Emotion is the motivational factor that supports me in the completion of my work. The actual production process itself is repetitive boring, and cannot be achieved without my emotional outpouring, which imbues the ordinary things in my life with deep affection. Memories are part of my emotional composition, my feelings change over time and over my life, so therefore my work continues to change.
SC: Another interesting quality of your work is the time-consuming process and the technical skill involved. By spending months on something, you are giving your love and care to a single object. How do you feel about the issue of labour and creation? Are you consciously choosing to resist against the industrial age by doing so?
My work required a difficult production period and a lot of time to achieve the final result. I think as long as I make the effort, I will produce feelings. I like to continue with one thing and persist, and do not like to work on many different things at the same time. However, there will be dull and inspired moments, and if I have other ideas during this time, I will stop what I am doing and attempt something new.
SC: Cloth or fabrics carry with it a number of connotations – we wear clothes, we use blankets – and our bodies are always in touch with cloth. There is an intimate relationship between our bodies and textiles. Is this tactility and physicality of textiles something you consider in your art? How is ‘softness’ explored?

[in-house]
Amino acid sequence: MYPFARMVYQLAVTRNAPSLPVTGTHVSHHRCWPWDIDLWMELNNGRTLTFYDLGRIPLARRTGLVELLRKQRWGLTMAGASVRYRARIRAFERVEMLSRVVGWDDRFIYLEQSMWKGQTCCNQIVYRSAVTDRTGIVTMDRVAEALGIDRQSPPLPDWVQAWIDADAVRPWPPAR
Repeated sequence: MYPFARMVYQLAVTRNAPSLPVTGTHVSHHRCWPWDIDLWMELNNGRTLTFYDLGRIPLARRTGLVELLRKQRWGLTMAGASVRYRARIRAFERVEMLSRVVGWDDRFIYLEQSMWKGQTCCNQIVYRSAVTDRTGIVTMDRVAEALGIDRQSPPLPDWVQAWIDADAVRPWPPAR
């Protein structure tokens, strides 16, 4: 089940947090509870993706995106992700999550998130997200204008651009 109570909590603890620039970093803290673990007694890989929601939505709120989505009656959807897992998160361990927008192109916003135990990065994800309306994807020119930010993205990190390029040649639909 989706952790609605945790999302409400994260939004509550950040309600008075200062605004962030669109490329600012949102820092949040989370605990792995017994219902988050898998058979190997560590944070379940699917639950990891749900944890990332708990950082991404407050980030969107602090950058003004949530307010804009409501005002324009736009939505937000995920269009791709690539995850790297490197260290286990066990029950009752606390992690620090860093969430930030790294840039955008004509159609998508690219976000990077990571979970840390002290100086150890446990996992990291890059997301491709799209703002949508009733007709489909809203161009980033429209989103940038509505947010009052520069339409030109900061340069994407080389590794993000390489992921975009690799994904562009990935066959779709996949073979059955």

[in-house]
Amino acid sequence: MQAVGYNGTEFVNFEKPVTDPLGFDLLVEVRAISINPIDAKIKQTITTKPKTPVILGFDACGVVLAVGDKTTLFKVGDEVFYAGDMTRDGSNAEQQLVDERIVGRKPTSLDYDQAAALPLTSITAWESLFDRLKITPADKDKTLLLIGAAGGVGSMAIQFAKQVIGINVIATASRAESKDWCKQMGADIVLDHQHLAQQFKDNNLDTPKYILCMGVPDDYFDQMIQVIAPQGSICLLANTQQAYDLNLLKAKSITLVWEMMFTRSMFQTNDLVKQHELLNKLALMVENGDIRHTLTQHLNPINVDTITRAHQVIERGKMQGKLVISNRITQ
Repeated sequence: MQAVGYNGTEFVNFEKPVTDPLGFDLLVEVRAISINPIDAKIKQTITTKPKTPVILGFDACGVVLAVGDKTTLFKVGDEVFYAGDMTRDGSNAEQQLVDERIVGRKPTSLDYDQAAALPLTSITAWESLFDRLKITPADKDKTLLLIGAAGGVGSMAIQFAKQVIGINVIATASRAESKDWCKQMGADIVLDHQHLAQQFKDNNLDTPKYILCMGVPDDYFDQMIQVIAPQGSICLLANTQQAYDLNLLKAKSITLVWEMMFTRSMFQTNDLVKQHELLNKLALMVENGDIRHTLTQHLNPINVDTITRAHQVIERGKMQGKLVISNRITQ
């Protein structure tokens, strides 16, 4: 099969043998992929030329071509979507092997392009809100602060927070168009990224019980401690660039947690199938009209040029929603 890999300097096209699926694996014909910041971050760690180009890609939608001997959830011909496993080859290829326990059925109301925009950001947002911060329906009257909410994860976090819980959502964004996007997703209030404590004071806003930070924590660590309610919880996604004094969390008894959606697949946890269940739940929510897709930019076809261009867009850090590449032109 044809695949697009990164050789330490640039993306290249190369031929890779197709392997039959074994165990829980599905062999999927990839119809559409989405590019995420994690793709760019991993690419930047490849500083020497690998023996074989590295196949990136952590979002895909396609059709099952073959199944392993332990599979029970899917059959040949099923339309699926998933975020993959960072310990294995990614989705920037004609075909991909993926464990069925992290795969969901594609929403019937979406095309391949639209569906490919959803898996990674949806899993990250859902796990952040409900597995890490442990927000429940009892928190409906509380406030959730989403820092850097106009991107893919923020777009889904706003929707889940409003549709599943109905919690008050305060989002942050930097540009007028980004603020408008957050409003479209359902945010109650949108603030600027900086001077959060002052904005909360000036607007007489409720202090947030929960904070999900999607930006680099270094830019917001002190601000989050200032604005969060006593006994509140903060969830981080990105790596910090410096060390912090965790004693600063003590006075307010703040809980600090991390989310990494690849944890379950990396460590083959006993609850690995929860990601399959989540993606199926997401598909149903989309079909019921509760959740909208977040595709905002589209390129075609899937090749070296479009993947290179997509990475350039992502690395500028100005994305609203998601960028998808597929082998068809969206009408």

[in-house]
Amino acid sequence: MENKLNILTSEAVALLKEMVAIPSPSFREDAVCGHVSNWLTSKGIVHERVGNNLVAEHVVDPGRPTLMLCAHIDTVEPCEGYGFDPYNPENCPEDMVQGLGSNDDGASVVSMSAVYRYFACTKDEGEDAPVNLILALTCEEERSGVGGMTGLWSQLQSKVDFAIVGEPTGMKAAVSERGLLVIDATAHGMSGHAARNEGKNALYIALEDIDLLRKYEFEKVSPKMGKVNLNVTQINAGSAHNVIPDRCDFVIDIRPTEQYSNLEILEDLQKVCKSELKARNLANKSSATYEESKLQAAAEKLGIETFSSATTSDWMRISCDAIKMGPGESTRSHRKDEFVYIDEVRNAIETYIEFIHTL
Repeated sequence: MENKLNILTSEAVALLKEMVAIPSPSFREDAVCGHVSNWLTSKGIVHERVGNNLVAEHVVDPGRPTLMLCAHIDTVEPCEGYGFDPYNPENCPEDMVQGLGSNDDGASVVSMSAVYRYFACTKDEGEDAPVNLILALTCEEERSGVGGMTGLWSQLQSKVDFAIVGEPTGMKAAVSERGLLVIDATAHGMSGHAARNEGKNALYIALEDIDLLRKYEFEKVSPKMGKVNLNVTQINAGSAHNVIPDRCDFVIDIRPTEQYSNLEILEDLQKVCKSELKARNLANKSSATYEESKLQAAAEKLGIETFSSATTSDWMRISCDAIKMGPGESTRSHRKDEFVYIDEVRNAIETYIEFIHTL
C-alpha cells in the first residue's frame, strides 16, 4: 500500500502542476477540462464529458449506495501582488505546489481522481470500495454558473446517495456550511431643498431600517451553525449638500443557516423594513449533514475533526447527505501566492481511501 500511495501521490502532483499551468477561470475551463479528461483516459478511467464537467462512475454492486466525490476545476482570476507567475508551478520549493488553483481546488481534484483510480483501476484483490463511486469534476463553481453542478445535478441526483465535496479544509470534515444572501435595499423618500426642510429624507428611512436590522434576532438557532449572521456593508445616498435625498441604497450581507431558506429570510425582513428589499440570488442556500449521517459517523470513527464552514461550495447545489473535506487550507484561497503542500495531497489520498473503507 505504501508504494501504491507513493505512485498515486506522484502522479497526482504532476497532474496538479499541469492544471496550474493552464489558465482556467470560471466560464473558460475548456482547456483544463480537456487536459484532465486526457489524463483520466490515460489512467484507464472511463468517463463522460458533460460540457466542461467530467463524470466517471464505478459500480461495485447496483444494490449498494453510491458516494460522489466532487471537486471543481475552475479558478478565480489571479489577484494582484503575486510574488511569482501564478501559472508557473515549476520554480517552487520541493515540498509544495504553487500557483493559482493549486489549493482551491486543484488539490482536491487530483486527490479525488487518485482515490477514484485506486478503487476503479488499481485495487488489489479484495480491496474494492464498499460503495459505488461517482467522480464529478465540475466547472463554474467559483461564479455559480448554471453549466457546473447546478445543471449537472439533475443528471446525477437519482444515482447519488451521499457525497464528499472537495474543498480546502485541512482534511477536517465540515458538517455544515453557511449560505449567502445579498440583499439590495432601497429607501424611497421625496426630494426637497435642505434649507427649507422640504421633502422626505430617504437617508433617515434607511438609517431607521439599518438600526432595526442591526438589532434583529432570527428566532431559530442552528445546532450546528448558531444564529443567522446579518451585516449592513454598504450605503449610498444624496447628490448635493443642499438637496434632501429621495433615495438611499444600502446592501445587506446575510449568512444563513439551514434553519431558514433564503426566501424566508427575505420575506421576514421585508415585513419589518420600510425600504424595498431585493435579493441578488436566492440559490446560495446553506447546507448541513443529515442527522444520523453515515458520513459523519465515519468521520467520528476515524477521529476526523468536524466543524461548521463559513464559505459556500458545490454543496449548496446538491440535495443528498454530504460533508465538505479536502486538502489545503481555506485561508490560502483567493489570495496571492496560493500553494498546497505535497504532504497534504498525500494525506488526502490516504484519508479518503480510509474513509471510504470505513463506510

Yes, I do like to work with fabric to make my art because our bodies are in contact with cloth all the time, and cloth will naturally bring forth connotations of intimacy and warm feelings. I hope my work can made audiences feel something in the body before their mind. I do not like to work with technology or industrial materials, rather I like to complete works by hand, and I hope to close the distance between my works and people.
SC: In your more recent works, you have moved away from the theme of home and memory to look at the future of China and its obsession with luxury and designer handbags. What is your key idea with these works, do you want to draw attention to contemporary China and its problems, or does the use of embroidery draw attention to the factory process in China?
GR: “GuangzhouStation” 这件作品我并没有从此把关注点转移奢侈品上，也没有想反应多么大的中国问题，我关注的始终是人的生存状态，人在不同环境不同阶段的生存状态。我只是用我自己的眼睛去观察我的周围。这件与奢侈品有关的作品只是我那个阶段关注到我身边人群存在的一个普遍现象，并通过我擅长的艺术方式表达了出来，至于作品反射出什么样的社会问题就由社会学家来分析吧。
For my recent piece ‘Guangzhou Station’, I did not want to focus on the trade of luxury goods, or reflect on broader problems in China, rather I am concerned about the state of human existence, and our conditions living in different environments. I simply observe my surroundings with my eyes, and this luxury item is commonly owned by people around me, and my art is a good means to express this. As for the social themes in my work, I leave this to be analysed by social theorists!
Interview originally conducted via email with the artist on September 9.